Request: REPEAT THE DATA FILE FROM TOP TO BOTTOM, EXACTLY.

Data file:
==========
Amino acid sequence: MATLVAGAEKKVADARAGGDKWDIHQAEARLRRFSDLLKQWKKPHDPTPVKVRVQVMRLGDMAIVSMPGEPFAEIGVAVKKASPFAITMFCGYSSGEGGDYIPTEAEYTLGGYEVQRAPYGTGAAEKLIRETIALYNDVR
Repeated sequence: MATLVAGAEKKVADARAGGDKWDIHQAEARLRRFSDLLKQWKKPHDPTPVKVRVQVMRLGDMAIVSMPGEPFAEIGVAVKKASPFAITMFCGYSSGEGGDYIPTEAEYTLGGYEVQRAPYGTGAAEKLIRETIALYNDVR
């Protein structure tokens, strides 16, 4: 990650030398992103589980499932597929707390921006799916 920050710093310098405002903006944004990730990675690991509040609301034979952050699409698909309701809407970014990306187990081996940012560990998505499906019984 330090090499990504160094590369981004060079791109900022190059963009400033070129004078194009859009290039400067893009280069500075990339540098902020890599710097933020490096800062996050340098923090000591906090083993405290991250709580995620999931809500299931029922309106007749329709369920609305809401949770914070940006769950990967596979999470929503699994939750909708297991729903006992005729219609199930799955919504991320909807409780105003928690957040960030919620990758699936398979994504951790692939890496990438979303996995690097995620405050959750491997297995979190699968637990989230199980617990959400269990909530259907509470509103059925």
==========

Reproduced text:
Amino acid sequence: MATLVAGAEKKVADARAGGDKWDIHQAEARLRRFSDLLKQWKKPHDPTPVKVRVQVMRLGDMAIVSMPGEPFAEIGVAVKKASPFAITMFCGYSSGEGGDYIPTEAEYTLGGYEVQRAPYGTGAAEKLIRETIALYNDVR
Repeated sequence: MATLVAGAEKKVADARAGGDKWDIHQAEARLRRFSDLLKQWKKPHDPTPVKVRVQVMRLGDMAIVSMPGEPFAEIGVAVKKASPFAITMFCGYSSGEGGDYIPTEAEYTLGGYEVQRAPYGTGAAEKLIRETIALYNDVR
């Protein structure tokens, strides 16, 4: 990650030398992103589980499932597929707390921006799916 920050710093310098405002903006944004990730990675690991509040609301034979952050699409698909309701809407970014990306187990081996940012560990998505499906019984 330090090499990504160094590369981004060079791109900022190059963009400033070129004078194009859009290039400067893009280069500075990339540098902020890599710097933020490096800062996050340098923090000591906090083993405290991250709580995620999931809500299931029922309106007749329709369920609305809401949770914070940006769950990967596979999470929503699994939750909708297991729903006992005729219609199930799955919504991320909807409780105003928690957040960030919620990758699936398979994504951790692939890496990438979303996995690097995620405050959750491997297995979190699968637990989230199980617990959400269990909530259907509470509103059925």